was by a hunter never forgot,
    for it gave the final word
    on songbirds and birdshot.
    Now, here, ‘Gone With The Wind’,
    to meet a chef’s wild dreams
    with a recipe that should be Pinned
    for making gas-free beans.
    Now I’m hungry, need a repast;
    let’s hit Tiffany’s for some breakfast.

    • Maco Stewart May 1, 2019 at 10:09 am #

      That was unusually funny, Andrew! Thanks. You know which one I liked the best. 🙂

      • Andrew Budek-Schmeisser May 1, 2019 at 10:24 am #

        Maco, you actually inspired this one, with “…He wants it to be Rye…” in your reply to Bob.

  14. sharon cowen May 1, 2019 at 8:40 am #

    Love your reply, Andrew!

    I have a question, Bob. Do agents ever work as publicists or marketing consultants on the side?

    • Bob Hostetler May 2, 2019 at 2:29 pm #

      None that I know of. I suppose it could present a potential conflict of interest.

  15. Steve Laube May 1, 2019 at 9:39 am #


    Maybe we should suggest our clients start using pen names that are just close enough to a famous author that someone may buy it anyway:

    Swynn Chuckdoll

    Lax Mucado

    Gilly Braham

    Dim Jobson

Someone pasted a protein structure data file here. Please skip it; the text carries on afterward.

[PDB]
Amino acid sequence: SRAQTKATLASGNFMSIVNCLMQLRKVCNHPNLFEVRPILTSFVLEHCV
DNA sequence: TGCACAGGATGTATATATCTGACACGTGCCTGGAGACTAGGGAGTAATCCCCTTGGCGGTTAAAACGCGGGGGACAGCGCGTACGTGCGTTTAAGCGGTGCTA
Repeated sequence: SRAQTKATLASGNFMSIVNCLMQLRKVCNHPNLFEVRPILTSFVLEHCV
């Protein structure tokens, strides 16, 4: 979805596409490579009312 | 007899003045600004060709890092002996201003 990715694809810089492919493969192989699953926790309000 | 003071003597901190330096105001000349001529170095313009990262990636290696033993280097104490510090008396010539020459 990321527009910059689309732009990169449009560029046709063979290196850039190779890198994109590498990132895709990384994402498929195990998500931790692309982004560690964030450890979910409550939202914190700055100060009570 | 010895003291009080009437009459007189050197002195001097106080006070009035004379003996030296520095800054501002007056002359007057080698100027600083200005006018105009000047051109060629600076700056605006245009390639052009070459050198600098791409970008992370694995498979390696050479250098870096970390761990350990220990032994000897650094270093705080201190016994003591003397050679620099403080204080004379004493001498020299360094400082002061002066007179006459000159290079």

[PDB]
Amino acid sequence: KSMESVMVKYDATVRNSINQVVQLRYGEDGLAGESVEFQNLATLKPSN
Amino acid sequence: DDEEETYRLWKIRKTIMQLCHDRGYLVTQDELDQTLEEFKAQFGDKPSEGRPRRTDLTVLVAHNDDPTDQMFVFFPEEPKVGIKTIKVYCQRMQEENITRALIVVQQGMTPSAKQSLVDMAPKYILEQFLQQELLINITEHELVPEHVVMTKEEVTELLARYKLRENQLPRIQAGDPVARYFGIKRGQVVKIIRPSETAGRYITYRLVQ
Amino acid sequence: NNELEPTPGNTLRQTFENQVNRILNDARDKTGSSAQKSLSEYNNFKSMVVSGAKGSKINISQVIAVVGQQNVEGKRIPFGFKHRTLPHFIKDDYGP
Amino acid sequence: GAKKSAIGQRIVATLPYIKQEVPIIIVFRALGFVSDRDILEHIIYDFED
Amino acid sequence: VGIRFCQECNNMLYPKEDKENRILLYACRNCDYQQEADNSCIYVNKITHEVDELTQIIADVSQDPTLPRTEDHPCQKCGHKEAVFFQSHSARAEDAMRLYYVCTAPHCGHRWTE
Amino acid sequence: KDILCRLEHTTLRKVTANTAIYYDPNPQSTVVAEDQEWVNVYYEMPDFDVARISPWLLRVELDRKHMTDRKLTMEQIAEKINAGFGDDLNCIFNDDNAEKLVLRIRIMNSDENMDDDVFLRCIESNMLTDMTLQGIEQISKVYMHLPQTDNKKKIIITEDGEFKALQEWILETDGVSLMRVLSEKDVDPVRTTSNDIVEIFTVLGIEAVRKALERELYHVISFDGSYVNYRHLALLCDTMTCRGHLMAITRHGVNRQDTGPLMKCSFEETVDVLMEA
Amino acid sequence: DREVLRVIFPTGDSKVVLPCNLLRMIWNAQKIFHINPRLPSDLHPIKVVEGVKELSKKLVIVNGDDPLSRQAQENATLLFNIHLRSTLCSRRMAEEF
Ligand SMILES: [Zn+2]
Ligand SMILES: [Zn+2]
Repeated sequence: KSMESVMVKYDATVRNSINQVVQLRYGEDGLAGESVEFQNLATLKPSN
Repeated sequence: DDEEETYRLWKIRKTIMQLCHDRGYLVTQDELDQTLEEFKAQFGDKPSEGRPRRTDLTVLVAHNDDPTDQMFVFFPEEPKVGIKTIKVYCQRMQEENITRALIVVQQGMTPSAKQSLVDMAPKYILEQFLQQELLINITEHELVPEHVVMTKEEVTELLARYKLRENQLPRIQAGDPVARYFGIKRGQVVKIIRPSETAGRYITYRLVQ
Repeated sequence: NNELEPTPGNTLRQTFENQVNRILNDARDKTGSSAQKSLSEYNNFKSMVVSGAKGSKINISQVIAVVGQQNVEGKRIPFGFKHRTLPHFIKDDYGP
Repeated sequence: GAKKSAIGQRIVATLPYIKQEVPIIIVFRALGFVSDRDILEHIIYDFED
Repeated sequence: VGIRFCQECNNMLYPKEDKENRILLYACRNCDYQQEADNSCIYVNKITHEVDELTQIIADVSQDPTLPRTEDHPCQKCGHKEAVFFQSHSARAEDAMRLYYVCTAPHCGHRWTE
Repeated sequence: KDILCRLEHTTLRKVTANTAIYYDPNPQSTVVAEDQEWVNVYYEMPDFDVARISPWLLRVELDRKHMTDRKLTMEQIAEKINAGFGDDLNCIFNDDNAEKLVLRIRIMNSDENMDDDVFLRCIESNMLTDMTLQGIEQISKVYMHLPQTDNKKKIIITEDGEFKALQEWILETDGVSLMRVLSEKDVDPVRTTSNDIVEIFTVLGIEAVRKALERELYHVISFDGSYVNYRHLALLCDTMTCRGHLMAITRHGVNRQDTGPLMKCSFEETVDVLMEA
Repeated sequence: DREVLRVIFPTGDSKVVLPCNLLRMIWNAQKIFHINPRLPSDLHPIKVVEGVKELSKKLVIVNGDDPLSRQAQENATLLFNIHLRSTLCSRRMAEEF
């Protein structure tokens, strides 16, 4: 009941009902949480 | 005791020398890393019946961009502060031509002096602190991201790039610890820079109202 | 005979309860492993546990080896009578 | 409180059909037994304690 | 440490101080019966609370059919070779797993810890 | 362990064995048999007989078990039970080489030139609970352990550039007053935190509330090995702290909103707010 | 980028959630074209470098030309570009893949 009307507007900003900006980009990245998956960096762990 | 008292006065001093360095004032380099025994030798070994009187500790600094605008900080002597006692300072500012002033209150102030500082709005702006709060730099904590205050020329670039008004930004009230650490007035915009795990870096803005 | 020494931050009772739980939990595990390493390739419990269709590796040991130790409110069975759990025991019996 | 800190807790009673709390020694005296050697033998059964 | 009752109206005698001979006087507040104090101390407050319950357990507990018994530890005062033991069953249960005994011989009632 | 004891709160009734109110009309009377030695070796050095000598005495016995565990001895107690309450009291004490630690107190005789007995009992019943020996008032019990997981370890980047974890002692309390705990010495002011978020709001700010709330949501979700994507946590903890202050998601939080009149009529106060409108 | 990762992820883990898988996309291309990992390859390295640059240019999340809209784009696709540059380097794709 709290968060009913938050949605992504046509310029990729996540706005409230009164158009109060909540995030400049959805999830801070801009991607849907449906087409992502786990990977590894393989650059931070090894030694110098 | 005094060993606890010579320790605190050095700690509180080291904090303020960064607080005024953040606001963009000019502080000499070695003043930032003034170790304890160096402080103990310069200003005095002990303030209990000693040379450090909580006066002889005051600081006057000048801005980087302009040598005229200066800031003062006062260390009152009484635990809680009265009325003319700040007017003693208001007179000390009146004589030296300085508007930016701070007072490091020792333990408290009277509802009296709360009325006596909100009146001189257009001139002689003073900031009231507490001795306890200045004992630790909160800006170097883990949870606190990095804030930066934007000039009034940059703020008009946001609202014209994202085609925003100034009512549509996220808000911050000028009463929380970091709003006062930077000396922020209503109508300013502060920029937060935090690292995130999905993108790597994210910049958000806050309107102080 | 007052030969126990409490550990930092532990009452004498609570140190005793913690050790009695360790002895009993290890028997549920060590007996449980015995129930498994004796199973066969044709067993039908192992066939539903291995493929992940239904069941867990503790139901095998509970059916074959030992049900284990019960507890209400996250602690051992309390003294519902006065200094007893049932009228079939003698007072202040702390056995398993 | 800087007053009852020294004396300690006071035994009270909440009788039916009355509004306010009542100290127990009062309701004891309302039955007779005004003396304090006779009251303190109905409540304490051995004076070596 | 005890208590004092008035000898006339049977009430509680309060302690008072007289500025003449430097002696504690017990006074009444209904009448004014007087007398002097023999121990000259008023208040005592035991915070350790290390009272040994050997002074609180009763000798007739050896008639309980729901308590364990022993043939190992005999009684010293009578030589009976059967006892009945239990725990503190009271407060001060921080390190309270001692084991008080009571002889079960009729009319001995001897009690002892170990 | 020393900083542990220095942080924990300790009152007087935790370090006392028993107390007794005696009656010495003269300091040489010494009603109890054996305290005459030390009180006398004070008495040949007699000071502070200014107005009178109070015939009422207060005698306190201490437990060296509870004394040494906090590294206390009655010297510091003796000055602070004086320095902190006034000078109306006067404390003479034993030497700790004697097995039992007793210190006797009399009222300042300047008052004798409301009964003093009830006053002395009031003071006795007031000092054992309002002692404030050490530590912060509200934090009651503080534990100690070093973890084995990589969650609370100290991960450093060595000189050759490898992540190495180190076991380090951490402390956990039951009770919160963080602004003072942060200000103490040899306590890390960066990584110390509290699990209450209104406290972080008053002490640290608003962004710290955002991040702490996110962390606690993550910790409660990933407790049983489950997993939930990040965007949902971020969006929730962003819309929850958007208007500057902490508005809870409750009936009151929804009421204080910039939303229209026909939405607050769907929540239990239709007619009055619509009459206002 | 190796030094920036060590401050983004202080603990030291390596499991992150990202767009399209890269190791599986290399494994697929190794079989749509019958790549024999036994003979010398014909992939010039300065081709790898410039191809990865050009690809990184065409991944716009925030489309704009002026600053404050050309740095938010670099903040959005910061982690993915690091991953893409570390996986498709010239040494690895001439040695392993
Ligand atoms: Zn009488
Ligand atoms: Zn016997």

Hob Bostetler (wait. that one didn’t work so well)

    • Maco Stewart May 1, 2019 at 10:10 am #

      Stefan King, here.

    • claire o'sullivan May 2, 2019 at 11:29 am #

      Include the name with the title, and it sells like hotcakes!

      Just made me ponder… Stefan Lobby’s Market Guide for the Christian Writer.

      • Bob Hostetler May 2, 2019 at 2:29 pm #

        I’ve been known to write as “Mac Lucado.”

  16. Judith Robl May 1, 2019 at 1:07 pm #

    Oh, my, I love you guys. All of you. When I’m in the midst of computer problems and website rebuild and hairpulling from my WIP angst, you give me laughter and hope. I thank God for all of you.

  17. Ariel Masters May 2, 2019 at 9:11 am #

    I laughed at the opening sentence. “Since becoming a literary agent, I’ve been fairly impressed with myself.” *chuckle*

    Thank you for answering these questions! I’ve asked many of them at one point in time. My favorite thing written was concerning writing for a specific hot topic. I kept hearing that such and such genres aren’t selling right now. Whatever. Unless we have a publisher already, I don’t see how it would matter much. It takes time to break into the publishing industry. I’m just writing! Writing and learning. It was awesome to see a professional agree with this mindset. 😀